Well crap! Several weeks ago I was laughing with my co-workers about people who have nothing better to do then argue about the what ‘tech debt’ is. So now I’m posting about what ‘tech debt’ is.
So, I’m an asshole.
Uncle Bob had tweet about messes. This tweet.
I and others debated with him on twitter.
Things quieted down. Then DocOnDev posted this.
I was going to leave a long and rambling comment on Doc’s post. When I finished, I realized that it was long enough and rambling enough to be a blog post. So here we are.
Since arguing with Uncle Bob over that tweet, I’ve had time to think about this, so I’m going to indulge in some rambling commentary:
Writing software is a human endeavour. There will be messes. We may find them distasteful, but they are normal. And you won’t eliminate them by fiat.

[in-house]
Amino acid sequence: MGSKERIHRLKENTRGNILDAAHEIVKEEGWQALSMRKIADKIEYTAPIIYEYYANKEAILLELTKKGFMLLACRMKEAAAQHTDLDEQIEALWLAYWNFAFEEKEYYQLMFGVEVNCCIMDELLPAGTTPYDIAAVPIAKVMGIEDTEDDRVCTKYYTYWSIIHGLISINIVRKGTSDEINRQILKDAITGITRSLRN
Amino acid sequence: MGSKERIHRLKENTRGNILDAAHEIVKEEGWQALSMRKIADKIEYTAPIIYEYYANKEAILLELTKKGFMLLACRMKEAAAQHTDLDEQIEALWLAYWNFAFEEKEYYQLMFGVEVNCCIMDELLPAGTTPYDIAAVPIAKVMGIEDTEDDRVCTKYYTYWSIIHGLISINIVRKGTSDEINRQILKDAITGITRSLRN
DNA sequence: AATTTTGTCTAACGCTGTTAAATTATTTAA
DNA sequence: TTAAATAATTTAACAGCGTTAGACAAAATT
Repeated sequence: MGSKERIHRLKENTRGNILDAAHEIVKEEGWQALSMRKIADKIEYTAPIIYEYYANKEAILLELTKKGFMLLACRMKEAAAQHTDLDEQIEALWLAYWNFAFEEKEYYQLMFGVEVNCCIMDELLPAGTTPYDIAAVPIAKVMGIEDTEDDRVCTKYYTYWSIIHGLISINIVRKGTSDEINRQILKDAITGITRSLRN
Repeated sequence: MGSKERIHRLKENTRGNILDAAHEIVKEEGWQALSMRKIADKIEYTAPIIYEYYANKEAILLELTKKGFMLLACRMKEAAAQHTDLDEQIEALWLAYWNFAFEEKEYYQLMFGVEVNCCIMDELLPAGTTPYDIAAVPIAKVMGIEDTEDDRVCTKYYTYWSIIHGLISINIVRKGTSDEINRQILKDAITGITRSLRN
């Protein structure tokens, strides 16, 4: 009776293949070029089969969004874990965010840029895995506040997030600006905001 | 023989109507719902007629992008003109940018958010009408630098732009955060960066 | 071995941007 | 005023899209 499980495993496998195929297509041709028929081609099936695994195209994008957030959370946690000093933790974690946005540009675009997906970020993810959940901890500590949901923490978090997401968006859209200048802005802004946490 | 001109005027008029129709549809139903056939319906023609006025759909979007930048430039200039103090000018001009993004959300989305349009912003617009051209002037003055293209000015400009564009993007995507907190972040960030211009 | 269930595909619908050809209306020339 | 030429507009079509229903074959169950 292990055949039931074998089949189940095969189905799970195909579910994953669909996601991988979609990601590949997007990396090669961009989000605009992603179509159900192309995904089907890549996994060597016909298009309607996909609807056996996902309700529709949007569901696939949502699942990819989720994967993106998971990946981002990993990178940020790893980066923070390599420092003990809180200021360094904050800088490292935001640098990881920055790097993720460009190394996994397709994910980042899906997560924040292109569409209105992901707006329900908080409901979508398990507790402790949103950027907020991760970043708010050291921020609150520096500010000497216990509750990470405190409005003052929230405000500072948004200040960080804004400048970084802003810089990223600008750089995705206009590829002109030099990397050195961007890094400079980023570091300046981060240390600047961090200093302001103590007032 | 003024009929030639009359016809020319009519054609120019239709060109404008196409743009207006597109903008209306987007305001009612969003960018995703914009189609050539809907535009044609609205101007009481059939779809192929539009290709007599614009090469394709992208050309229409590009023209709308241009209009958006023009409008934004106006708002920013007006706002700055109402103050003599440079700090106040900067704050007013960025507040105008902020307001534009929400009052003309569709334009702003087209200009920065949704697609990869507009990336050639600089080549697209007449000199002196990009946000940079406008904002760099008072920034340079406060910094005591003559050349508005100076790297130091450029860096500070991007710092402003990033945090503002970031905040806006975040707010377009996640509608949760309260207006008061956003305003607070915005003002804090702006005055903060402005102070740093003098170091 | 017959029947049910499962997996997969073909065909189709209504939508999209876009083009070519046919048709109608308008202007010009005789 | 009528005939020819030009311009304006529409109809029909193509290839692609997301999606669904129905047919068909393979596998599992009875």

If you have more then one committer on a project, you are at risk for accidental code duplication; new developers to the team will make naive mistakes; someone is going to try to sneak that multi-purpose Util class in there somewhere (arrrgghh); and a lot of code just isn’t going to express its intent.
When we go to refactor this code, will we treat it differently because its “distasteful”? Nope. We will test, and we will refactor, until the code is clean, just like any other debt. We need to account for these messes when we are considering how much of our budget goes towards paying back debt.
That being said, if you’re intentionally taking on debt by leaving your code a mess, and excusing it by saying “I’m delivering value faster”, then you’re a fool. How many opportunities will your project miss out on because developers will be cleaning up your mess? After all, this is debt. If you don’t pay for now, you’ll pay for it later, with interest.
Tech Debt isn’t supposed to be about taking a crap in your code base and calling it value. I think that may be what Doc and Uncle Bob are getting at.e